If you find that many of your emails are not being opened by the receivers, then there’s a high possibility that your emails are sent straight to their spam folders.
There are a variety of factors that email providers use to determine if a message is malicious or spam. Still, sometimes emails are accidentally flagged and sent into user’s spam folders. When an email is sent to spam, the chances it’s seen is reduced drastically. Here are a few ways of ensuring that your email is viewed.
Google Suite MX Test – https://toolbox.googleapps.com/apps/checkmx/
Google offers a backend test to ensure your domain’s certifications and records are working correctly and up to date. If this tool detects a problem, it’ll list the error and give suggestions on how to fix them.
Watch your wording!
Spam filters have advanced algorithms to detect common words or phrases that tend to be associated with malicious or spam material. While there isn’t a fancy list of words flagged from these filters, be mindful of the content you send. Words and phrases such as; free, promo 100% FREE, long-distance phone offer, have you been turned down, and no obligation can be flagged as spam.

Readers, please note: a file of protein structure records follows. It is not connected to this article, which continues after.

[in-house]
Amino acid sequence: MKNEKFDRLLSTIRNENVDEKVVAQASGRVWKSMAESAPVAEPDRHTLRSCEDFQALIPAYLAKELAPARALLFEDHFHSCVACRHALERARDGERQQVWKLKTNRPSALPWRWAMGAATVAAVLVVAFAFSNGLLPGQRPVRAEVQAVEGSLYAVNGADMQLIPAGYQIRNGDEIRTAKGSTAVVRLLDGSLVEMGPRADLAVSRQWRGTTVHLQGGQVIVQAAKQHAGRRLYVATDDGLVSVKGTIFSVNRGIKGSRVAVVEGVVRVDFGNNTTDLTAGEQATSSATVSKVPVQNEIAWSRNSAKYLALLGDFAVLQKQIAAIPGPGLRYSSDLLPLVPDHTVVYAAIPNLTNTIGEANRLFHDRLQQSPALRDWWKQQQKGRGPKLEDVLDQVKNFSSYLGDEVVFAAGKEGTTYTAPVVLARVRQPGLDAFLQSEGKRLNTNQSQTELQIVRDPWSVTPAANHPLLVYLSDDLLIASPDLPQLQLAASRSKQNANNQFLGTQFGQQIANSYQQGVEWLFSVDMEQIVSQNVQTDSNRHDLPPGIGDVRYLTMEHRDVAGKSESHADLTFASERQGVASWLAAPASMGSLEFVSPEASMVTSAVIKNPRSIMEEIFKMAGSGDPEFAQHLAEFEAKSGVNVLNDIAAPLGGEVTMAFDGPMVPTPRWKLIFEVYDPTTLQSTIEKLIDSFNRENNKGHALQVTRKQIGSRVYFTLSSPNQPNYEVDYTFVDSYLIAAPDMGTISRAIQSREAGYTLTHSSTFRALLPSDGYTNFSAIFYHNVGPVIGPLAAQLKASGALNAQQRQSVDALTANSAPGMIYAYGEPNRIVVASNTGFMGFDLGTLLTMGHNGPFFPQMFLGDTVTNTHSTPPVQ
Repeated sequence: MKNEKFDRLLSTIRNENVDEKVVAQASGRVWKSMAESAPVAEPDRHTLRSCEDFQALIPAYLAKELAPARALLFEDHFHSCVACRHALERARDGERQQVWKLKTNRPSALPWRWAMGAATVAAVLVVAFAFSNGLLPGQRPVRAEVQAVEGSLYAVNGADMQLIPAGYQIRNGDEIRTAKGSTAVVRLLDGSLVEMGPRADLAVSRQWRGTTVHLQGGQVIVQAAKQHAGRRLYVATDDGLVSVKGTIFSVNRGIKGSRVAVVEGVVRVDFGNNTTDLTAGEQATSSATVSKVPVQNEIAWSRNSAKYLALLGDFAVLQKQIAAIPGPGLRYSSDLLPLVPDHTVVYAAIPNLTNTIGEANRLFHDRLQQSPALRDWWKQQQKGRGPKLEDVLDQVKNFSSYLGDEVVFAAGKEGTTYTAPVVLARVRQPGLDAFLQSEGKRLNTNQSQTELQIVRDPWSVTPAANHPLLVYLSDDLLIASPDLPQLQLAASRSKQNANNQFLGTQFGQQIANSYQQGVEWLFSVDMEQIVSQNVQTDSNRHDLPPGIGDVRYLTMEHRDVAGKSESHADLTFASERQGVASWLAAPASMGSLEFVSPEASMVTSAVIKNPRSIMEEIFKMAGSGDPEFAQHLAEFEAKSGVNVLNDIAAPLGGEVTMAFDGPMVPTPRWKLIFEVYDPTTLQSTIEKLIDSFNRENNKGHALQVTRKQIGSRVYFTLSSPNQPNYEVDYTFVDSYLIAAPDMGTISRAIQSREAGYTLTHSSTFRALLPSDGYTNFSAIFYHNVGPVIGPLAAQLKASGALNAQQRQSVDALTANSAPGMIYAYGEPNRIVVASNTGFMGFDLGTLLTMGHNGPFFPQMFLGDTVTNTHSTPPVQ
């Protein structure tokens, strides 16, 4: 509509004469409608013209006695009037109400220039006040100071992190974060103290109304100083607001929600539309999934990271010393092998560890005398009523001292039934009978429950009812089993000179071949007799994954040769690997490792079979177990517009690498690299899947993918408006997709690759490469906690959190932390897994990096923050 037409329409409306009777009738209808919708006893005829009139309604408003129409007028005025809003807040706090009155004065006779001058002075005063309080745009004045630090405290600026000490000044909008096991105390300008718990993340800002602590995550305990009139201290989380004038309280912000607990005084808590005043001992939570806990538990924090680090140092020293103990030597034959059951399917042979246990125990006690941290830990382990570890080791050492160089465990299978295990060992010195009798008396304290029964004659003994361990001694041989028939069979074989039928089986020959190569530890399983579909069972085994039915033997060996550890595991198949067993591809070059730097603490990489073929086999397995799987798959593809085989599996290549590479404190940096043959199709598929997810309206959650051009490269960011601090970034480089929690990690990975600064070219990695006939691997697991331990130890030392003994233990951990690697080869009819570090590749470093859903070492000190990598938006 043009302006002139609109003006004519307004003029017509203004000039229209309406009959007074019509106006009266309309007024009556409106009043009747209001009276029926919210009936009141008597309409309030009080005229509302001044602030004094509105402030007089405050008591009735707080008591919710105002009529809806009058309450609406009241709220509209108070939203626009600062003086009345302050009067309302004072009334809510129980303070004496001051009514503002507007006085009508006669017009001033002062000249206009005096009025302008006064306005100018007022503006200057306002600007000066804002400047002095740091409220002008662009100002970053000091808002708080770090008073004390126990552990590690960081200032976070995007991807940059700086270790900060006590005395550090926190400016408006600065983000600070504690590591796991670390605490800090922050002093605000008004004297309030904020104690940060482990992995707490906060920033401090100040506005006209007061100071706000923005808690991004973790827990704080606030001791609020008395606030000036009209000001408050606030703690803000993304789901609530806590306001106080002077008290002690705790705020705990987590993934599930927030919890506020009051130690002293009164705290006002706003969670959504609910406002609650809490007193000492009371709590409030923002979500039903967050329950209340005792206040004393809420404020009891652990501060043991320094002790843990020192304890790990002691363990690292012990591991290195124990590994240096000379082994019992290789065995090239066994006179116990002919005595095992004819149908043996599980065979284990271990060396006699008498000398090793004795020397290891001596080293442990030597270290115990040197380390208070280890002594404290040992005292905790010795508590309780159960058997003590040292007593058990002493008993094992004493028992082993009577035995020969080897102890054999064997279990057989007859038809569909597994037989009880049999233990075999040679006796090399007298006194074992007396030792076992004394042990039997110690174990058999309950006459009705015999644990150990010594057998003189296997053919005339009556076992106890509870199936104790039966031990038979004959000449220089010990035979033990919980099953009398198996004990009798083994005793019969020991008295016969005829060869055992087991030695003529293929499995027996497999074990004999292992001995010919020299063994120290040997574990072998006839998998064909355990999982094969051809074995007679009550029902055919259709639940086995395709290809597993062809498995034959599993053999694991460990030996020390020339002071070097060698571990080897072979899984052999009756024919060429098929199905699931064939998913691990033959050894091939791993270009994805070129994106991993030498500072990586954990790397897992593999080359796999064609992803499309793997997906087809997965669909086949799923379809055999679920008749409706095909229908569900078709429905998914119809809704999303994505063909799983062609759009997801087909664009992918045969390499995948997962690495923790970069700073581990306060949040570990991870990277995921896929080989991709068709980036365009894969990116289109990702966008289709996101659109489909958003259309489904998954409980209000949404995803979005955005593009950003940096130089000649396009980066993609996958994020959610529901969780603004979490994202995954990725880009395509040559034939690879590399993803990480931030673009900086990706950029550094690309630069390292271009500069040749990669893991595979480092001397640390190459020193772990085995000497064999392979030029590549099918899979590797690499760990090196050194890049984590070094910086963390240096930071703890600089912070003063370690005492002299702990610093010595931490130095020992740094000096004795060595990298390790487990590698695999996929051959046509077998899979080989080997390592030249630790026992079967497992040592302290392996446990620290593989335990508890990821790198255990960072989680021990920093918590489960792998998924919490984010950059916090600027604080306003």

A great tool to use to verify whether or not your messages are flagged is http://isnotspam.com/. This website will send you a report on your delivery and determine whether it’s likely to be flagged.
Lastly, having good engagement with your audience is important when it comes to open rates. If your audience isn’t opening your emails, it could be due to a weak subject, lack of interest, or excessive mail. When your open rate declines, your mail is more than likely to be sent to a user’s spam folder. To increase your open rate, make sure you’re sending your mail at the proper time, using a segmented and authentic email list, and have click-worthy subject lines. Those three alone should help get you near or above the average open rate of 24%.